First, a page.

SPCA Florida believes scratching is a natural feline behavior. Declawing, an elective surgical procedure, is considered by SPCA Florida to be a form of mutilation. As such, SPCA Florida does not provide declawing at its Medical Center and does not adopt kittens or cats from its Adoption Center to anyone planning to declaw because declawing may render the cat defenseless, inflict unnecessary pain and adversely affect behavior. For more information see the SPCA Florida Board of Director’s declaw policy.
Below is extensive information on why cats scratch, ways to promote positive behavior and deter negative behavior, as well as information on what declawing involves. Click here to print and download the Declaw 101 Brochure. If you have further questions, please ask to speak with one of our veterinary team members, (863) 646-7722.
Why Do Cats Scratch?
The act of scratching is a completely natural behavior and serves a vital role in a feline’s well-being. Cats may scratch for a variety of reasons:
- Exercise: Scratching keeps the muscles in your kitty’s front legs, back and shoulders in shape. Scratching to exercise is very important in maintaining strong muscles throughout the cat’s life. Think of it as kitty yoga.
- Conditioning the Nail: The claws on your kitty’s paws shed in layers every so often, so it is necessary for your cat to scratch to remove the now dead outer layer of the claw to reveal the fresh layer underneath.
- Scent Marking: Cats deposit scent markers by scratching. They have glands in their paw pads that release their special, individualized scent when scratching. They claim their favorite scratching post just as they do when they knead on you.
- Stress Relief: Cats use scratching as a means of expressing healthy, emotional releases for feelings associated with happiness, anxiousness, frustration and excitement.
- A cat’s claws are its main defense mechanism. If for any reason your cat were to end up in the outside world, those claws may be necessary for survival.
What Is Declawing?
First things first: declawing is not a manicure. Declawing, or onychectomy, is an invasive procedure in which the first knuckle of each toe is amputated:
Preventing Destructive Scratching
For the majority of cats, a few different scratching posts placed around the house are sufficient to encourage positive scratching behavior. There are times, however, where you may need some additional help.
- Double sided tape made specifically for furniture (so that it does not harm the fabric) is an effective way to keep your kitty from scratching on inappropriate surfaces. A cat’s paw pads are very sensitive, and the feel of the tape is very aversive. Cats learn to avoid that feeling again.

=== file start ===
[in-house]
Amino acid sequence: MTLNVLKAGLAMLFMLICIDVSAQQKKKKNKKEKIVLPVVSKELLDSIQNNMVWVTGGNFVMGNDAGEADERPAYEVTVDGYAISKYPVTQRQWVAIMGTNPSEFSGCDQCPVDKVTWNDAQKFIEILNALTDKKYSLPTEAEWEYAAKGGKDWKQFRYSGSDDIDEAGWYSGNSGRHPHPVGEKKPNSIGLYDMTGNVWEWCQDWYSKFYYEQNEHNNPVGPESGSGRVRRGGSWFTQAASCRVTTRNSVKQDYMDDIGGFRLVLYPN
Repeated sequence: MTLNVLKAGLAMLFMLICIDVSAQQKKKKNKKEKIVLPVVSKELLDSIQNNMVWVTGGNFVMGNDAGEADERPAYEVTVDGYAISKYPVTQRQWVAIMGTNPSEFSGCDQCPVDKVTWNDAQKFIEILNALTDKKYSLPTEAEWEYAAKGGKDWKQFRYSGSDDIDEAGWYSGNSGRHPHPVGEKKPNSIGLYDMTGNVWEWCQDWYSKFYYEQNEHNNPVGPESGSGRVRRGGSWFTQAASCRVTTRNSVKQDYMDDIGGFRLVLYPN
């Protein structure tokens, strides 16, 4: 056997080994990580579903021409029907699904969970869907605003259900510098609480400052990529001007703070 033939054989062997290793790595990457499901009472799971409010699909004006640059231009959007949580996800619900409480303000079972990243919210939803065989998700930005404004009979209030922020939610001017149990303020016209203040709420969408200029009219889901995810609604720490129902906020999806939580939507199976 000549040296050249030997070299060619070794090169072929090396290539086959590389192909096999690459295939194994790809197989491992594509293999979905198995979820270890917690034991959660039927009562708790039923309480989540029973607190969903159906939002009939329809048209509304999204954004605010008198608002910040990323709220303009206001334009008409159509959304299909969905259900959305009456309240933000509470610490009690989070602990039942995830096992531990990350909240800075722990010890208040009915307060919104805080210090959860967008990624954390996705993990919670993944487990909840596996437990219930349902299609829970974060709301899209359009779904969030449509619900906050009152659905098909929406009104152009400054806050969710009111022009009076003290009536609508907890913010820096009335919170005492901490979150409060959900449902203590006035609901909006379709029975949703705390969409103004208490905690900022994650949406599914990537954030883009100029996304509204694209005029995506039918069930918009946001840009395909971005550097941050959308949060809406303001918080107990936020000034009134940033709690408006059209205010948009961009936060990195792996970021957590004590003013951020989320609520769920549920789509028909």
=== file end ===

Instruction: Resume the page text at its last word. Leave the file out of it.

- Aluminum foil is another good deterrent to place on furniture or walls.
One of the more effective ways to curb unwanted scratching behavior outside of providing scratching posts is to use a product called Soft Paws—soft, vinyl caps that are glued to the cat’s nails in order to blunt the nail tips. The caps come in different sizes and colors and are reapplied every 4-6 weeks. You can purchase Soft Paws at SPCA Florida at the time of adoption. The pack comes with 40 tips, which is a four to five month supply. Ask our staff for additional information.
Promoting Good Scratching Behavior
Now that you know scratching is a completely normal and important feline behavior, and since you will be sharing the same household, it is important to know how to promote proper scratching behavior.
- Keep your cat’s nails trimmed.
- Nonchalantly touch your cat’s paws and spread the toes apart while he is lying comfortably on your lap to get him used to the sensation of having his paws touched so that when it is time to clip his nails the experience will be much more pleasant and quick.
- Provide scratching posts, preferably more than one, in multiple locations—especially if you have more than one cat.
- If you notice your cat scratching certain unapproved areas, take note of the type of surface it is and whether it is vertical or horizontal. Not all cats will prefer the same surface. Most cats prefer vertical scratching, but some like horizontal surfaces. Some like both. Whichever you choose, make sure the post is sturdy and stable, since the cat will likely avoid a shaky or rocking scratcher.
- Provide many varieties of scratchers: corrugated cardboard, sisal rope, carpet, wood.
- Place catnip on the scratching post to attract your cat.
- Play with your cat on the post to encourage him to begin scratching on it.
- Reward appropriate scratching with treats and praise.
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